The petals are tacked in place through the middle of the flower.

The petals are tacked in place through the middle of the flower.

Step Five: Turning to the back of the flower, pinch together the top layer of two adjoining petals and do a small stitch to hold them together.

Tacking the top layer of the petals together

Tacking the top layer of the petals together

This will have the effect of the petals sitting closely together and being more puffy and round.

The resulting "flower"

The resulting “flower”

Step Six: For the centre of the flower, a covered button will work wonderfully. Unfortunately the centre of my flower was too large for a button to work well, so I made a “yo-yo” by cutting a circle of material and gathering the edge. The diameter of the circle should be double the diameter of the finished centre.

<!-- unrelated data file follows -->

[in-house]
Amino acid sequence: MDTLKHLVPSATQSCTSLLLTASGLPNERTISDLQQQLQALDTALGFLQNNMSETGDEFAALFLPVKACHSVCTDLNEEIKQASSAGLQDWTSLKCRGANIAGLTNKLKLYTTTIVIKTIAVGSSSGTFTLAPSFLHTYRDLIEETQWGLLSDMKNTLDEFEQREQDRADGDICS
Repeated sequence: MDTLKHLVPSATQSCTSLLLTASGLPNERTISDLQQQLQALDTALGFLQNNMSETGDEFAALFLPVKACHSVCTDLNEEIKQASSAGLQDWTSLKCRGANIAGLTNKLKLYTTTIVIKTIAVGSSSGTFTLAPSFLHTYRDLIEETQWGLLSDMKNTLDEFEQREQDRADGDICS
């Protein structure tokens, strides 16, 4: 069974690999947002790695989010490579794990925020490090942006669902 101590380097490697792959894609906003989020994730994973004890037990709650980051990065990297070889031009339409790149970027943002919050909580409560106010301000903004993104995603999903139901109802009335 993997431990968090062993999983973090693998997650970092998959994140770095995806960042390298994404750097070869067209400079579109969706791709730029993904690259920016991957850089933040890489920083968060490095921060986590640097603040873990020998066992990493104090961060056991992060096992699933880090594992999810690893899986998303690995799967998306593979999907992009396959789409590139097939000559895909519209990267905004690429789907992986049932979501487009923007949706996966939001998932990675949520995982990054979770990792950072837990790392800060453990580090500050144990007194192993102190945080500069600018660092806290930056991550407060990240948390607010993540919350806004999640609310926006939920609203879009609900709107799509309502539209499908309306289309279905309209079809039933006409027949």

The circle, gathered at the edge

The circle, gathered around the edge

Step Seven: Pull the threads to bunch up the material.

The little "puff"

The little “puff”

Step Eight: Tack the centre piece to the flower, making the stitches as invisible as possible.

The finished flower!

The finished flower!

The finished flower can now be attached to a hat.

Hopefully this bonnet will be featured in my next post, once I finish trimming it!

Related Posts

How to use Ribbon to make Decorative Trims

How to make a piped band

Sources and Relevant Links

Image Source: The Costumer’s Manifesto

From the Neck Up: An Illustrated Guide to Hatmaking, by Denise Dreher – a great book on hatmaking and trimming